MoonRavens Point A report

Since the beginning of the year, i have been blessed with help from MoonRaven.  He has dared to venture into my convoluted tasks lists, disaster grammar blog posts and fantastically under organized NYC trips.  And it has been fantastically useful that he has.

moon ravenSome interesting things happened on the way to having a handler.  The first thing which happened is a whole bunch of time sensitive, critical path tasks did not get forgotten and deadlines did not get missed – this was hugely useful.  Moon Raven would gather various tasks, resolve some himself (like decoding my silly travel schedule by acquiring tickets, maps and time tables), sequencing and prioritizing others, nagging me strategically and sending me long structured emails about the various aspects of my life which were not quite out of control.

Sadly, it has not reduced the number of mistakes i make.  i just get a lot more done, and the mistakes bite me less.  Independently, Moon Raven produces a blog.   Below is his interpretation of the history of the Point A project.

Point A Report

Down here in Louisa County, Virginia (which is where I’m currently staying) a plot was hatched last year.There are four functioning communes in the county, starting with Twin Oaks (where I was when I originally wrote this post and which was begun in 1967), and then Acorn (where I am now and which was started in 1993), and then Living Energy Farm (started in 2010), and now Sapling (started in 2013).  (Someone posted a note on a board at Twin Oaks about doing the SALT circuit–from the first letters of the first words in each commune–starting with Sapling and ending with Twin Oaks.)  Then there’s also the communities in northeast Missouri (which I visited in May and June of 2013) and East Wind in southern Missouri.  As I said in my post on Building Urban Communities, there’s a lot of rural communes.
Building Urban Communes - piece by piece

Building Urban Communes – piece by piece

The plot began with a discussion about this between Paxus and GPaul, both of whom were living at Acorn.  One thing that they realized is that, while rural communes were growing in Virginia and Missouri, more and more people are living in the cities.  They decided that this was where they should put their community building efforts.  Although there are two urban communities in the Federation of Egalitarian Communities (the Emma Goldman Finishing School in Seattle and the Midden in Columbus, Ohio) there isn’t any urban egalitarian communes on the east coast of the US and hasn’t been since the community that I helped build (Common Threads) folded in the year 2000.  (For more about some of this, see my post on Issues in Community: Urban and/or Rural)  They decided to try to grow communes in various east coast cities, starting with Washington, DC, and New York City.

They started off secretly  with a few collaborators.  Paxus, who a couple of years ago was working to create another rural commune in Virginia, decided to abandon it to work on urban communes.  (I’ve written about Chubby Squirrels and the Louisa County and northeast Missouri communities several time in this blog–most notably in my post on Communities of Communities.)  They began working on a mission statement which culminated in a proposal.  Then the hard work began.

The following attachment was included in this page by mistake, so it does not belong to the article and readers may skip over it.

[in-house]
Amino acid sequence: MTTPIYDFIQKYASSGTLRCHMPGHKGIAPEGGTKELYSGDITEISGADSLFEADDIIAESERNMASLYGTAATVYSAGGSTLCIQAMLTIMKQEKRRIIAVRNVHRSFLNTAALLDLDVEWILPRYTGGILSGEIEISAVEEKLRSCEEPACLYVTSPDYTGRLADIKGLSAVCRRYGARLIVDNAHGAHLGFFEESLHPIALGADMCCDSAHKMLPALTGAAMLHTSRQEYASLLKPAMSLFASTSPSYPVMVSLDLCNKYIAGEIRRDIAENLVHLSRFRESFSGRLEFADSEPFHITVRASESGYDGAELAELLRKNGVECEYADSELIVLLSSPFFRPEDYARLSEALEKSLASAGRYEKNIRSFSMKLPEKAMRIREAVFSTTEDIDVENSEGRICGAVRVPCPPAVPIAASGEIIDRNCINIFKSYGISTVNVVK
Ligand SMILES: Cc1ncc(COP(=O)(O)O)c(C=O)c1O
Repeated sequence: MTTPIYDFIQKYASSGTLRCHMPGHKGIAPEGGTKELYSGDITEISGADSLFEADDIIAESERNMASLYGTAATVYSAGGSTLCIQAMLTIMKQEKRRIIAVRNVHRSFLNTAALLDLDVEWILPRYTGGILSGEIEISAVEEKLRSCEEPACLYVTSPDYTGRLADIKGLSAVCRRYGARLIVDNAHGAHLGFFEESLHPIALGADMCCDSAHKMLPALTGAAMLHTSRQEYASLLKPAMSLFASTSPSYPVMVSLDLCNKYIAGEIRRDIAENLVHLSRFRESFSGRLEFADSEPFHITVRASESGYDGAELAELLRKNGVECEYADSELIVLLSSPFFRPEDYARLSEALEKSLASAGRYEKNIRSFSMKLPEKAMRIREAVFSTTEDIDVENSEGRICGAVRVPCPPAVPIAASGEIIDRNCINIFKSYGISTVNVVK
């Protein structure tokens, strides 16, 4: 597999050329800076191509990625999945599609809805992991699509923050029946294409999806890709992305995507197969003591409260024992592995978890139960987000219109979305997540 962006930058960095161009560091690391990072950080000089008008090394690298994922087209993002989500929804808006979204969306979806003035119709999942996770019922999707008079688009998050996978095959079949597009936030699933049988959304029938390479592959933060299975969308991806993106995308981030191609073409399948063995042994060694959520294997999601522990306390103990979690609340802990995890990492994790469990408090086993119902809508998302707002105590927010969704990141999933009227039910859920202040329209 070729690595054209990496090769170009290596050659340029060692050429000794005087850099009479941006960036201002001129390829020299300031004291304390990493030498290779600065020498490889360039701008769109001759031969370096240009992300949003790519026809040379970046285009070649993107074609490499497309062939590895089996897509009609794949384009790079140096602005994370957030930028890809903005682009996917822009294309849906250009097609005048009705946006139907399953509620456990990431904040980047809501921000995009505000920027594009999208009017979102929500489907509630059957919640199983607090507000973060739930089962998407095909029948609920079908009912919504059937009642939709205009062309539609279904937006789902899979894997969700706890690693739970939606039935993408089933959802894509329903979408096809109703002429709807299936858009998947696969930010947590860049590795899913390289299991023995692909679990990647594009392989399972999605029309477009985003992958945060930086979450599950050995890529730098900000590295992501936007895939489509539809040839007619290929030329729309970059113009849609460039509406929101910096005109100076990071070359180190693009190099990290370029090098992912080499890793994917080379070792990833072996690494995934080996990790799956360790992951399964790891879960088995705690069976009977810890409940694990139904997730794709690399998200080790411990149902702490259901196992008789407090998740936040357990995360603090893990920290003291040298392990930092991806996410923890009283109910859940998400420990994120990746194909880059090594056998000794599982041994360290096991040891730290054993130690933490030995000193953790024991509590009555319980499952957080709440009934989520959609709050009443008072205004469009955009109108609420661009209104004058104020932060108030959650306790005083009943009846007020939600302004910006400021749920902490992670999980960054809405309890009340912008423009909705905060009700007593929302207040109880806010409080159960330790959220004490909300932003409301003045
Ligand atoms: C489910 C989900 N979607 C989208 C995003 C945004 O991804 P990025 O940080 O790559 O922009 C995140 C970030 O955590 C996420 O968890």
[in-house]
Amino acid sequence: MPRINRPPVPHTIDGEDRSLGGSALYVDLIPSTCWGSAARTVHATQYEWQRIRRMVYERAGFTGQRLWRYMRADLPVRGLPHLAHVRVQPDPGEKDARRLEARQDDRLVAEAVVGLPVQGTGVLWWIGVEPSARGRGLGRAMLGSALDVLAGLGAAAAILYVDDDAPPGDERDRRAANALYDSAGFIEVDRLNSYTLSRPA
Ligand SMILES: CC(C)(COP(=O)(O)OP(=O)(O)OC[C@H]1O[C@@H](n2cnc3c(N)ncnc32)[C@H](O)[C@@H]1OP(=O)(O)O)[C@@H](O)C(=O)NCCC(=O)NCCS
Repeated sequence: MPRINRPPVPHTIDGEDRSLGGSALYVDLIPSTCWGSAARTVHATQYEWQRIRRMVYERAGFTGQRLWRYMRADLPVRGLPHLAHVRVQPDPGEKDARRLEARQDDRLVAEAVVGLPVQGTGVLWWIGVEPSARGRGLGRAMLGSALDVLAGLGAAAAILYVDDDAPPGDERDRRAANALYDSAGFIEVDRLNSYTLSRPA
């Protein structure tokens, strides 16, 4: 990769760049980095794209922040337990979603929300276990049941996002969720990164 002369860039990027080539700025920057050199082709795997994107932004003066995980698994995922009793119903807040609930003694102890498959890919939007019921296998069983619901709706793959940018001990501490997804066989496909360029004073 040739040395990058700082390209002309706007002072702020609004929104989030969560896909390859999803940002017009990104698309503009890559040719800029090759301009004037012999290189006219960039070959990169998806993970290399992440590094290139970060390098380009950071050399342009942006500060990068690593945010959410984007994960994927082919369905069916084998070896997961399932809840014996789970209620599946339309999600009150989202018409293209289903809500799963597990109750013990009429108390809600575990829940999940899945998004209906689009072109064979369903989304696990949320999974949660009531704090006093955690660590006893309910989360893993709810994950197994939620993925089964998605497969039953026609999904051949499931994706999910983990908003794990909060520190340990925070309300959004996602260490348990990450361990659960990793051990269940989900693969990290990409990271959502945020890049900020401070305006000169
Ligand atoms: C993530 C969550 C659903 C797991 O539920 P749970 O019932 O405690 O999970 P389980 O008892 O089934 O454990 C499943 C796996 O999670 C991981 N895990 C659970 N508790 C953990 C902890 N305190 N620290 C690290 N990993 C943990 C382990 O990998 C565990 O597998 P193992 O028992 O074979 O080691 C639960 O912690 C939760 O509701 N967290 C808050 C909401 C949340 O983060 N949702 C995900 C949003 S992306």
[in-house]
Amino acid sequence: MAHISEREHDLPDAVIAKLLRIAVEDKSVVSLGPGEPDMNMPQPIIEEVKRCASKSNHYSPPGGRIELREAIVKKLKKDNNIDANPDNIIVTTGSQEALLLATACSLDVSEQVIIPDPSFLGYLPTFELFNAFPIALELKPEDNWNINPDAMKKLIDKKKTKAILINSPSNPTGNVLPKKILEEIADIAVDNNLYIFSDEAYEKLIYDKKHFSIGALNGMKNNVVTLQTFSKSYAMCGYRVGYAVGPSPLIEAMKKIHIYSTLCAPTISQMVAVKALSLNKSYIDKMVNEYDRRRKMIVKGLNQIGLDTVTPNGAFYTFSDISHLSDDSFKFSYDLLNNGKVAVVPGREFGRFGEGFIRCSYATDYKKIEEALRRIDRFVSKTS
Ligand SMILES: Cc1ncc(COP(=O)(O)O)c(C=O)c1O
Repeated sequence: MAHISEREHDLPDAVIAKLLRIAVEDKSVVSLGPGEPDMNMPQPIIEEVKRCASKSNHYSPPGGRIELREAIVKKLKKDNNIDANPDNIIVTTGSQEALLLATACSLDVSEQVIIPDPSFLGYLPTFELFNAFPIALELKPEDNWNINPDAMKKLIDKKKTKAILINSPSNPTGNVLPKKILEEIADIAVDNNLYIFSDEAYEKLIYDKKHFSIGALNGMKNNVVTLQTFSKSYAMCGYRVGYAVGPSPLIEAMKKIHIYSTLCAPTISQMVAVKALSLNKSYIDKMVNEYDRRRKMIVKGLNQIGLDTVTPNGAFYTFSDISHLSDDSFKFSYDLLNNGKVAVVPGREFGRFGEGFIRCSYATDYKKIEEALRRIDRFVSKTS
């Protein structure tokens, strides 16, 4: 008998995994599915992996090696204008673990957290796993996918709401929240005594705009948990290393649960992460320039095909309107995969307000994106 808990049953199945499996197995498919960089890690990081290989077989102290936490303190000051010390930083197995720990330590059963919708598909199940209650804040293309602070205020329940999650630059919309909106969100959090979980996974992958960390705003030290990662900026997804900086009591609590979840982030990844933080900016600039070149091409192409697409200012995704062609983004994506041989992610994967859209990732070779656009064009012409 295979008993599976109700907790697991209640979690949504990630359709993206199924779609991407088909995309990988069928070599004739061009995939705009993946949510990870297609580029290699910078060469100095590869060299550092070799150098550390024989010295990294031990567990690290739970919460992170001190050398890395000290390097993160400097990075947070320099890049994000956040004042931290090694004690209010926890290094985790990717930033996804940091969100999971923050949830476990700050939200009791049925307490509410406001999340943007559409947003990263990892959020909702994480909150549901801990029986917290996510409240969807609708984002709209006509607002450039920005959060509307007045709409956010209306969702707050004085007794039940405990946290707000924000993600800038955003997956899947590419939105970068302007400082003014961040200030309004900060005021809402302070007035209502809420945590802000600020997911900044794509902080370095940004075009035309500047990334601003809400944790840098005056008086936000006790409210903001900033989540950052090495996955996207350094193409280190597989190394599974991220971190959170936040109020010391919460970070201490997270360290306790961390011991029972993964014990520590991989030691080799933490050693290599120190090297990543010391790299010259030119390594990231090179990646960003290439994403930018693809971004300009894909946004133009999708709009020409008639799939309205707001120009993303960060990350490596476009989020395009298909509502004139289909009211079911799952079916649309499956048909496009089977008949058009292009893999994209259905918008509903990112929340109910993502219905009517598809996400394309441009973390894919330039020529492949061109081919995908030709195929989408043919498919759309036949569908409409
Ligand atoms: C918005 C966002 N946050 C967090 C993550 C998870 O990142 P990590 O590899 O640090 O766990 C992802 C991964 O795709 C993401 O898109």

They connected with The Keep  in Washington and began holding workshops in New York.  What they found out was that DC wasn’t that difficult (although GPaul and folks from the Keep are still working on the final stages).  On the other hand, NYC is proving to be quite difficult.

surreal-journeySo why am I writing about all this and what am I doing back in Virginia (bouncing “back and forth between Twin Oaks and Acorn” as Paxus put it to me in an early email before I came here)?  As I wrote in my post on Building Urban Communities, I’m down here ‘to be part of the Point A project’.  I’ve already been part of one whirlwind tour that stop briefly at The Keep in DC, before going on to spending a few days at Ganas in NYC and then a few more days at the Baltimore Free Farm which, of course, is in Baltimore (Maryland).  Even now I’m planning our next trip up to New York.And I’m on the waiting list to get into Ganas (and have been accepted for residency on May 1st!) –which will allow me to do Point A work on NYC, from NYC.  Eventually, if we can succeed in starting a commune in New York, I hope we can work on creating a Point A urban commune in the Boston area–which is my home area.  As I said to people when I left Boston, I was going to Virginia to get to New York so I could come back to Boston.  It’s certainly the long way around, but given how long I’ve struggled in the Boston area to build something like the community that I loved disappeared in 2000, the long way may be the only way to go.  It feels like with Point A, at least I’ve got support in building community.

Quote of the Day:  ” …the rural commune is a model that is pretty thoroughly explored and proven.  … We’re taking on a big project not only in training ourselves to cooperate well and in maintaining this protective bubble, but in transforming all of society to more cooperative, democratic, egalitarian forms.” – from the Point A website

About paxus

a funologist, memeticist and revolutionary. Can be found in the vanity bin of Wikipedia and in locations of imminent calamity. buckle up, there is going to be some rough sledding.

2 responses to “MoonRavens Point A report”

  1. Swirls says :

    Awesome report – thanks Moon Raven for all of your efforts!
    May the communes spring forth. We really need them.

    – Flustered New Yorker

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  1. Building Urban Communes: A Point A Report – commune life - October 2, 2017

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